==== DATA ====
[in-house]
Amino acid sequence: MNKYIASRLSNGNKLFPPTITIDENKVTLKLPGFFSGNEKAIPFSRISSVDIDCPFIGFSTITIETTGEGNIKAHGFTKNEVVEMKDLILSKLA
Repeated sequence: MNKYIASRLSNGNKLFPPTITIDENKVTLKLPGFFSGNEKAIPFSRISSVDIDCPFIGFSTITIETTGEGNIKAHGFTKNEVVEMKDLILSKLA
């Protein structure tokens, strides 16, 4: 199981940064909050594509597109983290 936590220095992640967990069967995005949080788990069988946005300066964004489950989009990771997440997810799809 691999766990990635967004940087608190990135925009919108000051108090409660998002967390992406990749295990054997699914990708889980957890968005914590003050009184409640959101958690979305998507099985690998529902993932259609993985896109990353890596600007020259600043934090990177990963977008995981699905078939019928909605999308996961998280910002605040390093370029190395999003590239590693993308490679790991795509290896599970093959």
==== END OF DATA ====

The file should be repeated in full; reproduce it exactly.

[in-house]
Amino acid sequence: MNKYIASRLSNGNKLFPPTITIDENKVTLKLPGFFSGNEKAIPFSRISSVDIDCPFIGFSTITIETTGEGNIKAHGFTKNEVVEMKDLILSKLA
Repeated sequence: MNKYIASRLSNGNKLFPPTITIDENKVTLKLPGFFSGNEKAIPFSRISSVDIDCPFIGFSTITIETTGEGNIKAHGFTKNEVVEMKDLILSKLA
């Protein structure tokens, strides 16, 4: 199981940064909050594509597109983290 936590220095992640967990069967995005949080788990069988946005300066964004489950989009990771997440997810799809 691999766990990635967004940087608190990135925009919108000051108090409660998002967390992406990749295990054997699914990708889980957890968005914590003050009184409640959101958690979305998507099985690998529902993932259609993985896109990353890596600007020259600043934090990177990963977008995981699905078939019928909605999308996961998280910002605040390093370029190395999003590239590693993308490679790991795509290896599970093959």